- Ph.D. or Doctorate Degree (“Diploma de Doctor”). Obtained after 3 years of studies and can be extended by 1 or 2 years, depending on research requirements and funding.
EU and non-EU prospective students of Romanian Universities may study taught courses either in English, French or German. Tuition fees for taught courses in any of these languages may start at £657 and reach maximum £3,650 per year depending on the field of studies, with the majority of these programs costing between £1,460-2,920 per annum on average. Tuition fees for Romanian taught programmes average £365 per annum.
Candidates whose mother tongue is other than the language of instruction, will have to sit for a test that demonstrated their competency or proficiency in English, French, German, or submit an internationally recognized language certificate in one of these languages that substantiates their proficiency. Alternatively, should they wish to do so, students may attend an intensive 9-month language immersion preparatory year so as to learn or master the language of instruction with relevant terminology to their field of study. On occasion, candidates may also need to sit for a test on a number of specialized subjects depending on their chosen field of studies (i.e. drawing for Architecture Schools or related portfolios for other schools).
The academic year typically runs from the 1st of October through June in Romanian Higher Education Institutions, and is divided into two semesters which span 14 weeks each. National standards set the total class time per week between 24 and 30 hours. The Autumn Semester begins on the 1st of October and includes Christmas holidays from 21 December to 4 January, and ends mid-February, after the winter midterm exams. The Spring Semester starts mid-February, and includes the Easter holidays (Spring break) and a four-week end-term period between May and June. The academic year usually ends in July, but the exact date varies from one faculty to another, depending on the duration of practical study duties and exams. Subsequently, students may have summer practice during July or August.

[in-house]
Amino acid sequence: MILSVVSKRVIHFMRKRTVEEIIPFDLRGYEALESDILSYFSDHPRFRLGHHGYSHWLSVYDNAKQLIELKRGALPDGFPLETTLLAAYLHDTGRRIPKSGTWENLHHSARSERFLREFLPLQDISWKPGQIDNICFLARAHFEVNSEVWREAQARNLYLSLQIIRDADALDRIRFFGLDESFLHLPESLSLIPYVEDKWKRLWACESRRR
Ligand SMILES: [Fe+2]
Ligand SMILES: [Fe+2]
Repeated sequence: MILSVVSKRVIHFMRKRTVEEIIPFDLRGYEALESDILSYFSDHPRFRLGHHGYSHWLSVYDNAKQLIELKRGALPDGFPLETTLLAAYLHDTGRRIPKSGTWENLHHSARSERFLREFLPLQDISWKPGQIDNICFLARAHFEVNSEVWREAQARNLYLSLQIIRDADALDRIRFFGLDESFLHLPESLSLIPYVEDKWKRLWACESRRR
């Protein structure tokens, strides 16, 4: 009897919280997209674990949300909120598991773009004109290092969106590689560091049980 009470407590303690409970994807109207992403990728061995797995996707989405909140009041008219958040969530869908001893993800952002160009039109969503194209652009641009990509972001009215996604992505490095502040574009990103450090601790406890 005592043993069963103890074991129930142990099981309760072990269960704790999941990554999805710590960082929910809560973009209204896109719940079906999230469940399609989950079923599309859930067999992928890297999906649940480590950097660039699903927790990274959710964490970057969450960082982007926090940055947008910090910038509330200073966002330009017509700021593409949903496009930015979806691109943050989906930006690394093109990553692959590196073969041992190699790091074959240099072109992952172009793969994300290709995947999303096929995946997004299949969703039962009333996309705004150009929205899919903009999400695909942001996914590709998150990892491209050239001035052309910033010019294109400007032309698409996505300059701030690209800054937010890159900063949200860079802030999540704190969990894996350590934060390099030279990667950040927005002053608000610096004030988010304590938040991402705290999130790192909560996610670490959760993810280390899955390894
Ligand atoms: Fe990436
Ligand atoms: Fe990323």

The main grading system used by Educational Institutions in Romania uses a scale of 1 to 10, with 5 representing ‘pass’ and 10 representing ‘excellent’. This grading system is included on the back of all transcripts for conversion purposes and evaluation in conjunction with the ECTS (European Credit Transfer System). The table below gives an idea of the grading system in Bulgaria, indicative of what appears on the transcripts:
Living costs in Romania are particularly low, hence conducive to studies on a tight budget but with the quality akin to all other internationally acclaimed medical institutions. Foreign students wishing to live or pursue studies in Romania, will be surprised to find out that life is more affordable than living at home. As such, many students can save money instead of working part-time parallel to their studies for their day-to-day expenses. More specifically, University halls accommodation costs at most £37 per month, but usually availability is severely limited, given that Romanian students take precedence. This usually means that most foreign students opt for private accommodation, which is still quite affordable by comparison to their home country, costing, in fact, about a quarter or less of what they would pay at home for equivalent amenities. Apartments near the University are let between £110–219 at most, monthly. By extension, total monthly costs never exceed £365-438 per month, even when covering private accommodation, utility bills, Cable TV, Internet access, public transportation and miscellaneous expenses. Indicative is that a glass of good wine in a good restaurant costs about £0.52. It goes without saying that students can live as conveniently as they would if in their home country, or better, with this amount of money, certainly, depending on the arrangements a student makes and his or her lifestyle, they can live comfortably even on a very tight budget, without being deprived of any of the necessary amenities, comforts and conveniences one expects to find while studying medicine abroad.